Harry and me? Harry who? Some would be forgiven for asking. Not Harry Chapin, Prince Harry, Harry Styles or Harry Houdini – Harry Nilsson, that’s who, the American singer-songwriter who had massive hits in the late ’60’s and early ’70’s with Everybody’s Talkin’ and Without You. He was also pals with the four individual Beatles, collaborating with them all.

HARRY AND ME – the title of my newest book due to be published by This Day In Music Books Autumn 2021, co-authored with my writer-buddy David Roberts. Having edited the Guinness Book of Hit Singles and written books about Stephen Stills and Paul Rodgers, as well as authoring geographical music anthologies Rock Atlas and Rock Atlas USA, David sure does know a thing or two about this sort of thing.

HARRY AND ME is a collection of stories by Nilsson’s fans and people who knew him, going some way to explaining why this unique musician who never toured or gave concert performances managed to elicit such intrigue and adoration from his fans, friends and collaborators.

Please get in touch about your own ‘HARRY AND ME’ stories, thoughts or experiences that you’d like to share. Please email me here. You can either jot them down straight away, or just say an initial ‘hi’ and I’ll get straight back to you. Or if you prefer, ask me to call you for a brief, informal and friendly chat – you won’t need to write a thing – I’ll do all the work!

As a fellow aficionado, here are some examples of the type of thing I’m keen to learn…

When did you first ‘get’ Harry, and why?

What are your favourite Harry song(s) and/or album(s), and why?

Your lesser favourites, and why?

Did you ever meet Harry, or do you have any recollections of him?

For you personally, why is Harry so special?

I am a Harry Nilsson fan, through and through. The fact that you’re reading this indicates that probably you are too. Or at the very least you have a keen interest in Harry and his music.

I have several personal Harry And Me stories of my own that I’m happy to share. I’ve posted one of them below – please just click the ‘+’ button to read more…

The handsome dark-haired man stands in the moonlight atop the high cliff before perfectly diving into the deep water a hundred feet below. Dodging the sharks coming in for the kill he reaches his destination, the luxury yacht where he enters the cabin undetected, carefully placing a precious gift on the table along with his card. He needs to leave before being detected, but the sharks are still circling. This time he’s ready for them, and puts a knife between his teeth before jumping off the boat’s side. While he’s swimming away, a perfectly manicured lady’s hand takes the card for further examination. And all because she loved Milk Tray.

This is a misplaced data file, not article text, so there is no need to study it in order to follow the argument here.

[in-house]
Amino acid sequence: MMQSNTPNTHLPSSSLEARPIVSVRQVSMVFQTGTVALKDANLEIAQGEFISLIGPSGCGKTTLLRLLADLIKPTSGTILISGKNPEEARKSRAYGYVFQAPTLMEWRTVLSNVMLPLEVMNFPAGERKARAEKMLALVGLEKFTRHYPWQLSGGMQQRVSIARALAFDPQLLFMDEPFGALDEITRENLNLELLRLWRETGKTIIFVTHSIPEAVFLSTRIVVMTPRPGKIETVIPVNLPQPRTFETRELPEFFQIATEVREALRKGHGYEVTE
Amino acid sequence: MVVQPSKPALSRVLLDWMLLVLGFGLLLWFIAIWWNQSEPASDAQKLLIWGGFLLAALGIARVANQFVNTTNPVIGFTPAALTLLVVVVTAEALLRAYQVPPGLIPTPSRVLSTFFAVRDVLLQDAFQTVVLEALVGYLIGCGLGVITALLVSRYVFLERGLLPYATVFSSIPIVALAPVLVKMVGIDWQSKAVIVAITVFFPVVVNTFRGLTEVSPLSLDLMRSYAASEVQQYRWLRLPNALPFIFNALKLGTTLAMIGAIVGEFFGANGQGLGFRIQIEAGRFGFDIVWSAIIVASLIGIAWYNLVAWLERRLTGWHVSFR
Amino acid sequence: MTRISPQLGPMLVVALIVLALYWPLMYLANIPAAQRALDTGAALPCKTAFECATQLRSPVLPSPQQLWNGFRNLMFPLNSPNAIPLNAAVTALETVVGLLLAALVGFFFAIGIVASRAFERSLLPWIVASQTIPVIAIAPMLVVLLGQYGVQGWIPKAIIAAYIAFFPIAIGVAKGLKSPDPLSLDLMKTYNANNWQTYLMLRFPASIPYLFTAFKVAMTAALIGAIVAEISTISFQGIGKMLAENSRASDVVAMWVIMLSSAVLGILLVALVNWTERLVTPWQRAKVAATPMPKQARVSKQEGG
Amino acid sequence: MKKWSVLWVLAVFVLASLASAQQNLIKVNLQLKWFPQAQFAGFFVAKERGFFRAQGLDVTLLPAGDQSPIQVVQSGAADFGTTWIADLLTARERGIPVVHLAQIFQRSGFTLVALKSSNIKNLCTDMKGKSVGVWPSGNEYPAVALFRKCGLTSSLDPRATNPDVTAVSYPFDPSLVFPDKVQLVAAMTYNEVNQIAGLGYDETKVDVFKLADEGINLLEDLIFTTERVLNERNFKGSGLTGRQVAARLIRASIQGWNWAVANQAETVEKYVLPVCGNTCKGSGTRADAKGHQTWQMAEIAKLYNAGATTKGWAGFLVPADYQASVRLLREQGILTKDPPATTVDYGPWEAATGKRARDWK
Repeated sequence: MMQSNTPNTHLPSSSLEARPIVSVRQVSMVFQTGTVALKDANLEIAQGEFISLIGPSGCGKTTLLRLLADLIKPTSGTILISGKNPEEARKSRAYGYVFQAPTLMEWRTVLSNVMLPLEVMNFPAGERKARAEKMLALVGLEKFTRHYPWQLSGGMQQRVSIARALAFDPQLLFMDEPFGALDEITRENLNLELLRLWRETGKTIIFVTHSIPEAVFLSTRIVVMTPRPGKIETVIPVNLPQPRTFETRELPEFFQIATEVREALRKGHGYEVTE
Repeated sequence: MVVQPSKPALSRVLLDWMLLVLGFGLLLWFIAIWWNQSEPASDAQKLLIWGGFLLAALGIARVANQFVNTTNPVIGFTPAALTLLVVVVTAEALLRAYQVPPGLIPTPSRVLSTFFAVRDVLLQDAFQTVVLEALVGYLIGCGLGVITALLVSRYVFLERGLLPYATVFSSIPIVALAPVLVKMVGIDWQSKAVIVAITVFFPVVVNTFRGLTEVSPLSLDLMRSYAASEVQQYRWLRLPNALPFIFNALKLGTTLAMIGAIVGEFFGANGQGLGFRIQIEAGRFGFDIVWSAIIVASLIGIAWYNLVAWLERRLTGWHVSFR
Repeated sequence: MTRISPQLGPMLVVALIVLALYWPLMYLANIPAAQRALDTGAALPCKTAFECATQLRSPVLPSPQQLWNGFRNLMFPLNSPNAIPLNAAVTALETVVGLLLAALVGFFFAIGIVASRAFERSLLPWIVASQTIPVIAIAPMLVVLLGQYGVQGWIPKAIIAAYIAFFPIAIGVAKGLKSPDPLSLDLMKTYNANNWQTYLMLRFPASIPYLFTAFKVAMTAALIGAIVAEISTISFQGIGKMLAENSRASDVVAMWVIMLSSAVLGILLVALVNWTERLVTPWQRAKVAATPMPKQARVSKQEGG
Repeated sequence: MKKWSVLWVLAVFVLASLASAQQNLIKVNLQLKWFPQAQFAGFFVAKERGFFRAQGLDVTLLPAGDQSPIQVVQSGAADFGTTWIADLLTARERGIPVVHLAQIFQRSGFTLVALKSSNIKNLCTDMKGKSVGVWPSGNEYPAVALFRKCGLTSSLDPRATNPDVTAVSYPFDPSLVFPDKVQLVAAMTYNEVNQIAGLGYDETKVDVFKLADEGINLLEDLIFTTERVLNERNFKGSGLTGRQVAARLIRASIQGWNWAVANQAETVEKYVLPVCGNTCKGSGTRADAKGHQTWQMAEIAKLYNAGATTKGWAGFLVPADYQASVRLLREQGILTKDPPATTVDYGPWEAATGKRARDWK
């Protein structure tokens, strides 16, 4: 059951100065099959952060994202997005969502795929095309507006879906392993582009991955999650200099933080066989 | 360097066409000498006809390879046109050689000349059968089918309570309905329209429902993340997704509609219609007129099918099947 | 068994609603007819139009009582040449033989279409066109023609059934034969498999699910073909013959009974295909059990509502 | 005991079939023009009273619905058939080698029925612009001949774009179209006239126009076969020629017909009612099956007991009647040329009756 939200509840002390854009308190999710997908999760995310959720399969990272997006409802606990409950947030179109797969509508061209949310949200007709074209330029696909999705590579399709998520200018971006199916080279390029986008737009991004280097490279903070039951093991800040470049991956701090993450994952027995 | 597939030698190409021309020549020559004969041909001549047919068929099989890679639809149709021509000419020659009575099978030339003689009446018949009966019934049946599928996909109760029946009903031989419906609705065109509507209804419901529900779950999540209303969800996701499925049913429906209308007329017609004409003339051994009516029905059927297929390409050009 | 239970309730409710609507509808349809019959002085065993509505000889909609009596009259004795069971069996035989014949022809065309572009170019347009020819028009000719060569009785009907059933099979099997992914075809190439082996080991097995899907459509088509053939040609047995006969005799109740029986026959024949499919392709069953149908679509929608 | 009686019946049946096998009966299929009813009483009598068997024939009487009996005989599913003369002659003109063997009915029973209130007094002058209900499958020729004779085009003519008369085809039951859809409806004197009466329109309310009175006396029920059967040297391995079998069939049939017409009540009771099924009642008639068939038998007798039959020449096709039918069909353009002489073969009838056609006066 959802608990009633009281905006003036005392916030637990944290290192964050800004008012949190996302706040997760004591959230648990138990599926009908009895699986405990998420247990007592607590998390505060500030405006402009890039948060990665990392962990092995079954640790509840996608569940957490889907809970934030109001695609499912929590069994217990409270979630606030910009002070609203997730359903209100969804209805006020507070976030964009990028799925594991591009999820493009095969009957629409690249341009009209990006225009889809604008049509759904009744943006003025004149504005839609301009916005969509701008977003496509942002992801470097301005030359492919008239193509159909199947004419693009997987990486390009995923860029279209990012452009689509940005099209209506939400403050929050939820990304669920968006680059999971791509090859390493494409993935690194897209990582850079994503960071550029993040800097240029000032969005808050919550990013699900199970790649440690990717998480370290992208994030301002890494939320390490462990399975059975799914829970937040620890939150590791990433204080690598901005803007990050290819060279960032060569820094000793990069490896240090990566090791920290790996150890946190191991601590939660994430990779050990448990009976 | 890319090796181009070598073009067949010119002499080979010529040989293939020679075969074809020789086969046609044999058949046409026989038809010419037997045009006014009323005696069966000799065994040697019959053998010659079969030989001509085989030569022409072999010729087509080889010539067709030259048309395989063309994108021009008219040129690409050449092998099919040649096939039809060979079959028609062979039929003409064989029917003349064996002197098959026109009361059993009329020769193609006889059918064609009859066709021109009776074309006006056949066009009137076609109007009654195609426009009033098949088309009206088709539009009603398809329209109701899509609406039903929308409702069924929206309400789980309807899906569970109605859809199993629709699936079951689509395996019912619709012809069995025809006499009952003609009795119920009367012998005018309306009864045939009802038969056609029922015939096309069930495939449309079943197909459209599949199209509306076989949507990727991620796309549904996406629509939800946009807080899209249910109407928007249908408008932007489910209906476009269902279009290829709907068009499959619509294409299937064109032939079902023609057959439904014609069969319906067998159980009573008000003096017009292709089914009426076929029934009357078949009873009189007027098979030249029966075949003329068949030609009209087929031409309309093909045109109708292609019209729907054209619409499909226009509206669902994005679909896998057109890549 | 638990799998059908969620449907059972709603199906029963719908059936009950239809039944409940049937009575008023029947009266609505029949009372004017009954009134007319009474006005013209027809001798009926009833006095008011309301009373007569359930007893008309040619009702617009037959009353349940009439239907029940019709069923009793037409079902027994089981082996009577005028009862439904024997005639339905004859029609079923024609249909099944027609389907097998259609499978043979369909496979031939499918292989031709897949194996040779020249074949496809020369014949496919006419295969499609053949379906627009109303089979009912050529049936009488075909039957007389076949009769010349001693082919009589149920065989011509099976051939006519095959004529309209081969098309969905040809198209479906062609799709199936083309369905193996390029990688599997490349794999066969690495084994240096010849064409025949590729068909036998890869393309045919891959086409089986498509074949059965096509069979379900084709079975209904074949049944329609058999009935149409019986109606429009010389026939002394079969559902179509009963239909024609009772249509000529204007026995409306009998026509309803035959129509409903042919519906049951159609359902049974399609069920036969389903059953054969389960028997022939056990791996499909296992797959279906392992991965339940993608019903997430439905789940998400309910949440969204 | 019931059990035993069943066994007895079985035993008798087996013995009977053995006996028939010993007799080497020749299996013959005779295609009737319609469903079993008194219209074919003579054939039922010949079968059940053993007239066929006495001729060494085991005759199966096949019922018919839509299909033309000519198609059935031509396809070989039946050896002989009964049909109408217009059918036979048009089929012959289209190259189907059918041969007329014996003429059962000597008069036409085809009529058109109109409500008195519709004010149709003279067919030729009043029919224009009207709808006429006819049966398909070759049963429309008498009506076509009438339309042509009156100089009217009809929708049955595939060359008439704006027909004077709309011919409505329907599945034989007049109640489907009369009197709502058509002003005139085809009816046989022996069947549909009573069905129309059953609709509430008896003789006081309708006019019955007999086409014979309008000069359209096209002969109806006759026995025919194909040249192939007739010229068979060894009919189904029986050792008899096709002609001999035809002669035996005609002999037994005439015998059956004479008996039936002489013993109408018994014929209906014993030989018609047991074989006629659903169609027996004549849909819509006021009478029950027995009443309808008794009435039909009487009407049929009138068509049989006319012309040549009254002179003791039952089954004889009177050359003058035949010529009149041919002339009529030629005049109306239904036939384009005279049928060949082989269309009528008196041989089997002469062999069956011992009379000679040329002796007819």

In the early 70’s my mother with those actual beautiful hands had the record Nilsson Schmilsson, playing it over and over on her Braun radiogram in France. We’d only recently met again, after having been separated since I was two, but that’s a whole other story. There was one ‘loud’ song on that record that she didn’t care too much for, and it was my job to leap up and move the needle across as soon as it began playing. That record was my introduction to Harry Nilsson, and it sprouted an emotional attachment that lasted the next forty-eight years, and counting.

The LP included the heart-tugging Without You, a huge hit on both sides of the Atlantic and was the reason my mum bought it in the first place. Add some really catchy tunes like Gotta Get Up and Early In The Morning, and the ingredients were in place for an outstanding musical experience.

On side two, the eight-minute heavy rock anthem Jump Into The Fire, complete with its drum duel and bass detuning kept me busy on my mother’s behalf. It’s best played very loud while quite drunk, and that’s what I can do now that I’m all grown up. I’m glad Mum found sanctuary two Nilsson albums later with A Little Touch Of Schmilsson In The Night, more her cup of tea and full of the old tunes that she loved singing along with. I wasn’t required to move the needle along once. Cancer got her in 2015 and I miss her.

Back to my teens; I was hooked on that Schmilsson record and I wanted to learn more about Nilsson. A study of the sleeve notes taught me that the singer’s first name was Harry. In those pre-Internet days, I relied on books, the music press and basement record shops to discover what else he’d recorded.

Before too long I’d managed to obtain the back catalogue of all his earlier albums, and I loved every one; Aerial BalletHarryThe Point and more – they were all so good. And so different to anything else I’d heard. I then eagerly bought each subsequent release; PussycatsSandmanFlash Harry and others, me poring over the sleeve note information with an obsession that I’d never previously, or since, experienced.

Years later my son asked me why I liked Nilsson so much. I had to think, because there was no definitive answer; perhaps it was because of his extensive vocal range. Was it his off-the-wall funny and poignant lyrics? Or his catchy melodies? It was all of those things and some, but one reason stood out for me – Harry Nilsson and his music were, and still are, unique. They’re in a class of their own. And now I have another reason – he reminds me of my dear old mum with the beautiful hands, bless her.